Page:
×

Mail-in voter fraud: fact, fiction, the only fraud?

With November quickly arriving and a cure for COVID-19 still some time off, there is heated discussion around the pros and cons of mail-in voting. Is it a highly fraudulent system, or are these unfounded claims?

The University of Chicago News released a story, “Does voting by mail increase the risk of voter fraud?” University of Chicago political scientist Anthony Fowler, who is an expert on elections, voter turnout, and voter fraud may have some answers.

Fowler, an associate professor at the Harris School of Public Policy in Chicago, recognizes benefits, but also potential problems to mail-in voting.

Fowler began by saying no-one should be ‘complacent about fraud or the integrity of our elections.” Fowler continued, “but on the other hand, we shouldn’t let unfounded fears prevent us from administering a fairer and more representative election.”

Fowler said that election officials need to do everything possible to make sure things are as honest as possible, but also educate the public about “these efforts and about the typically low levels of fraud in our elections.”

The Harris School’s initial research shows that “the American public doesn’t like mail voting. In surveys, for example, people say they don’t trust the results of mail elections and they are less likely to vote if that’s their only option.”

Fowler added, “Research also shows that when mail voting is implemented, it appears to actually increase participation.”

“Another benefit of vote-by-mail,” Fowler said, “is that you can take the time to learn all about all the offices and candidates, meaning that you might actually cast a more informed vote than you would at a polling place.”

When asked if mail voting could lead to more fraud, Fowler said “Vote by mail does introduce new risks. In theory, it could be easier for someone to fraudulently vote on behalf of someone else or for someone to tamper with the ballots in a vote-by-mail system.”

“In practice, however, voter fraud is very rare, and the risk of widespread fraud is probably very minimal, even with all-mail elections,” Fowler said. “Nevertheless, as more voters cast their ballots through the mail, we should think about these issues and do what we can, within reason, to identify and mitigate fraud or coercion.”

According to the Heritage Foundation through Whitehouse.gov, mail-in voting is far from the only threat to honest voting.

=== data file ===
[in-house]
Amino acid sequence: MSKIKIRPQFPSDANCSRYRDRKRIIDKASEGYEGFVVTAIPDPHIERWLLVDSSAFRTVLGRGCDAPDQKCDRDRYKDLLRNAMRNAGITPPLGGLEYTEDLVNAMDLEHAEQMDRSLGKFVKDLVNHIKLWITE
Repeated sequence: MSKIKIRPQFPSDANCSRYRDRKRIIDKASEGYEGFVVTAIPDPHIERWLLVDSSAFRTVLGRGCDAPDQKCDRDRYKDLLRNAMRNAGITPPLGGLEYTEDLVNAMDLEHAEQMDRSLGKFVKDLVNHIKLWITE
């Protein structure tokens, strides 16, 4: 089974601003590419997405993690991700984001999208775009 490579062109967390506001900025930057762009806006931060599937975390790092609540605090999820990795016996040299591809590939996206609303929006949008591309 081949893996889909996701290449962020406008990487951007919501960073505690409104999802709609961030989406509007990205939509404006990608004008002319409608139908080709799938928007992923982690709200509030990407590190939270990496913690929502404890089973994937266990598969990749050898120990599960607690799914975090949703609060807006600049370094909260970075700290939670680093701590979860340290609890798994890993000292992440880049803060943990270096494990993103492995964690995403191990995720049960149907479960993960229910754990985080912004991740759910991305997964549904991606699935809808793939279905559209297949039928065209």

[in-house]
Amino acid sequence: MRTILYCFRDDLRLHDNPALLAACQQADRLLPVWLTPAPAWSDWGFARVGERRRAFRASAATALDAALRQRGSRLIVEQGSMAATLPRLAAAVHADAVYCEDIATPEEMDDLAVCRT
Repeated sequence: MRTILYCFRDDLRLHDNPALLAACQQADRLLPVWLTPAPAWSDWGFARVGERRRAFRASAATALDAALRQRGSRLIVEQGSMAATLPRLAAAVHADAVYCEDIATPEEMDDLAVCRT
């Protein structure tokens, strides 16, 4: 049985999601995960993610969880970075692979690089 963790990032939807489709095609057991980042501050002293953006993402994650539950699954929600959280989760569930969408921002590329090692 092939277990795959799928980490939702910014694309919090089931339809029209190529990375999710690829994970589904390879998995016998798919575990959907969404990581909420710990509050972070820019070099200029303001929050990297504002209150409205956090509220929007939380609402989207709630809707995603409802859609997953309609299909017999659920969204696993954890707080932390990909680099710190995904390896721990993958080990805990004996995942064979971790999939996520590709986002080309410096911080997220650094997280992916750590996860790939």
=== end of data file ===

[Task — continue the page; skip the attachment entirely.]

The Heritage Foundation lists nine different forms of voter fraud which are; impersonation fraud at the polls, false registration, duplicate voting, fraudulent use of absentee ballots, buying votes, illegal “assistance” at the polls, ineligible voting, altering the vote count, and ballot petition fraud.

On Whitehouse.gov, the Heritage Foundation has a comprehensive document of 381 pages with “election fraud cases from across the country, broken down by state, where individuals were either convicted of vote fraud, or where a judge overturned the results of an election.”

In the massive document are; 1,071 proven instances of voter fraud, 938 criminal convictions, 43 civil penalties, 74 diversion programs, eight judicial findings, and eight official findings. The database for these instances are available at heritage.org/voterfraud.

The Heritage Foundation pointed out that not only should people concerned about election results be worried about those voting, but also should worry about voting officials.

In 2016, Daniel Reynolds of Alabama pleaded guilty to three counts of absentee ballot fraud. “Reynolds, the chief campaign volunteer for Commissioner Amos Newsome, participated in falsifying absentee ballots in the Dothan District 2 election between Newsome and his rival Lamesa Danzey in the summer of 2013.”

The Brookings Institution, a nonprofit public policy organization in Washington, D.C., reported low rates of fraud in vote-by-mail states.

“He (President Donald Trump) has made two accusations about mail-in ballots; the first is that they favor Democrats and the second is that they make it easier to cheat.” The Brookings Institute argued that neither is supported by facts.

“There is no evidence to suggest a systematic bias towards one party or another from mail-in ballots,” the Institute reported. “Nor is there any evidence that there is widespread fraud in the use of mail0in ballots.”

After analyzing the Heritage Foundation’s data, the Brookings Institute found “there is surprisingly little voter fraud and not nearly enough to justify blocking vote-by-mail systems in a pandemic.”

For one example, the state of Colorado enacted vote-by-mail in 2013. From 2005 to 2018, there were 15,955,704 general election votes cast. In that sample, there were 14 total cases of fraud. Eight were cases of duplicate voting or absentee ballot fraud, eight were fraudulent votes attempted by mail. Yes, there is overlap in the sample.

Less than 0.01% of those votes were found fraudulent.

Newsletter

Today's breaking news and more in your inbox

I'm interested in (please check all that apply)